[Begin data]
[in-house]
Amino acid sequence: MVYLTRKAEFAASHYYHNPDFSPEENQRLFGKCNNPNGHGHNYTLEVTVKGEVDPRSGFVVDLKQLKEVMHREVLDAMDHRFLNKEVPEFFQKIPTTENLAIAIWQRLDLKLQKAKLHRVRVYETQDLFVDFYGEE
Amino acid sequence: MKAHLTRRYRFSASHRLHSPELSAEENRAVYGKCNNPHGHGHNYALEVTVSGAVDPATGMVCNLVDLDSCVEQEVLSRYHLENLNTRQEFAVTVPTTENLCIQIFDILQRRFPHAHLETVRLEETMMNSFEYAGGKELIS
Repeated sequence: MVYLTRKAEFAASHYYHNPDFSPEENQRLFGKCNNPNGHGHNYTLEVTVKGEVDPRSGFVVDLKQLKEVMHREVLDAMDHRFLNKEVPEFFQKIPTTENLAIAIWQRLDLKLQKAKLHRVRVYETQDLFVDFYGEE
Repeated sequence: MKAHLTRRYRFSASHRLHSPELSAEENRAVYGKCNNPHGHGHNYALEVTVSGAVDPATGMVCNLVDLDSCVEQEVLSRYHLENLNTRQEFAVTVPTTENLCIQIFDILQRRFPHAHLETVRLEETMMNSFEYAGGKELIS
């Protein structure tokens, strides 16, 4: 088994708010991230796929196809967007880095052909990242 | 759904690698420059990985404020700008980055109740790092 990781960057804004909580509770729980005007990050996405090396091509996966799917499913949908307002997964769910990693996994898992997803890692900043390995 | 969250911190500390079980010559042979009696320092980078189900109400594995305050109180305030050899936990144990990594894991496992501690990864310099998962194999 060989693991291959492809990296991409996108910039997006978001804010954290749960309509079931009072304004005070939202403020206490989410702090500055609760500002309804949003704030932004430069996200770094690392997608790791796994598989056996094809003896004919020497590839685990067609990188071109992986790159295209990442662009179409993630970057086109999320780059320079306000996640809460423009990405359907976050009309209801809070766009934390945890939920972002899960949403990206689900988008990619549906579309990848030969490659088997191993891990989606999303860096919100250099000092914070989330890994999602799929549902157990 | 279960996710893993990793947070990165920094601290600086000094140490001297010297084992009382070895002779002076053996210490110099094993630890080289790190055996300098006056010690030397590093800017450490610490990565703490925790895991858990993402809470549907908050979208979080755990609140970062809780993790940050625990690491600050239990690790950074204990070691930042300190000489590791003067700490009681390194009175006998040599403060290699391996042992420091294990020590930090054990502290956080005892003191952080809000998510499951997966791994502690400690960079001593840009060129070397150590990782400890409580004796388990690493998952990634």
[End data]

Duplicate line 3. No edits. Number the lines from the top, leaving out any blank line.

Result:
Amino acid sequence: MKAHLTRRYRFSASHRLHSPELSAEENRAVYGKCNNPHGHGHNYALEVTVSGAVDPATGMVCNLVDLDSCVEQEVLSRYHLENLNTRQEFAVTVPTTENLCIQIFDILQRRFPHAHLETVRLEETMMNSFEYAGGKELIS